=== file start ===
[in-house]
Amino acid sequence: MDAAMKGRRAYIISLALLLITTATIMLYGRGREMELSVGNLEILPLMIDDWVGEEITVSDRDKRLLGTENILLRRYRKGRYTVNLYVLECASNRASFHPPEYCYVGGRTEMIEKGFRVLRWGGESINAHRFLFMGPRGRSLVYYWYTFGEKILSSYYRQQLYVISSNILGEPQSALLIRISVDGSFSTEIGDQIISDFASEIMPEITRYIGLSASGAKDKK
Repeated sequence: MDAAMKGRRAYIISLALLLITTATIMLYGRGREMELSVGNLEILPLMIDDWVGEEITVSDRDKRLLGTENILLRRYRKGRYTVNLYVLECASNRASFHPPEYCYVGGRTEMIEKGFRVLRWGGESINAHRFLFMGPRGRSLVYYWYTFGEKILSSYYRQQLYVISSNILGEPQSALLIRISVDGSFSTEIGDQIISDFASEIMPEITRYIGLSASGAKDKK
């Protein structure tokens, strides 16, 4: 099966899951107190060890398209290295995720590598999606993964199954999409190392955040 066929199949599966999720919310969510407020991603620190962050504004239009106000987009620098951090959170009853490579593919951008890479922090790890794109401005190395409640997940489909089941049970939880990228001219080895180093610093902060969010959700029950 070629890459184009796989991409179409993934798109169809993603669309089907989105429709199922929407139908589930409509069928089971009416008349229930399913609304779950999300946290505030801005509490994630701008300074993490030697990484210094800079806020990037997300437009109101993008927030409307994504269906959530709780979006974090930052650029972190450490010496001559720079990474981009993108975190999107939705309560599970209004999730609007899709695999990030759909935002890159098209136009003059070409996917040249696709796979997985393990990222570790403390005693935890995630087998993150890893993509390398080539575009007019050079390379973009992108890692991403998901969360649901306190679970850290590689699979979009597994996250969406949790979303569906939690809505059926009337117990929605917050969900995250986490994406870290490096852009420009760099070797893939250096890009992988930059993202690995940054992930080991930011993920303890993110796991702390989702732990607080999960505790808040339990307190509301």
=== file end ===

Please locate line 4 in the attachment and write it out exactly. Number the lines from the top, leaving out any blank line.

């Protein structure tokens, strides 16, 4: 099966899951107190060890398209290295995720590598999606993964199954999409190392955040 066929199949599966999720919310969510407020991603620190962050504004239009106000987009620098951090959170009853490579593919951008890479922090790890794109401005190395409640997940489909089941049970939880990228001219080895180093610093902060969010959700029950 070629890459184009796989991409179409993934798109169809993603669309089907989105429709199922929407139908589930409509069928089971009416008349229930399913609304779950999300946290505030801005509490994630701008300074993490030697990484210094800079806020990037997300437009109101993008927030409307994504269906959530709780979006974090930052650029972190450490010496001559720079990474981009993108975190999107939705309560599970209004999730609007899709695999990030759909935002890159098209136009003059070409996917040249696709796979997985393990990222570790403390005693935890995630087998993150890893993509390398080539575009007019050079390379973009992108890692991403998901969360649901306190679970850290590689699979979009597994996250969406949790979303569906939690809505059926009337117990929605917050969900995250986490994406870290490096852009420009760099070797893939250096890009992988930059993202690995940054992930080991930011993920303890993110796991702390989702732990607080999960505790808040339990307190509301």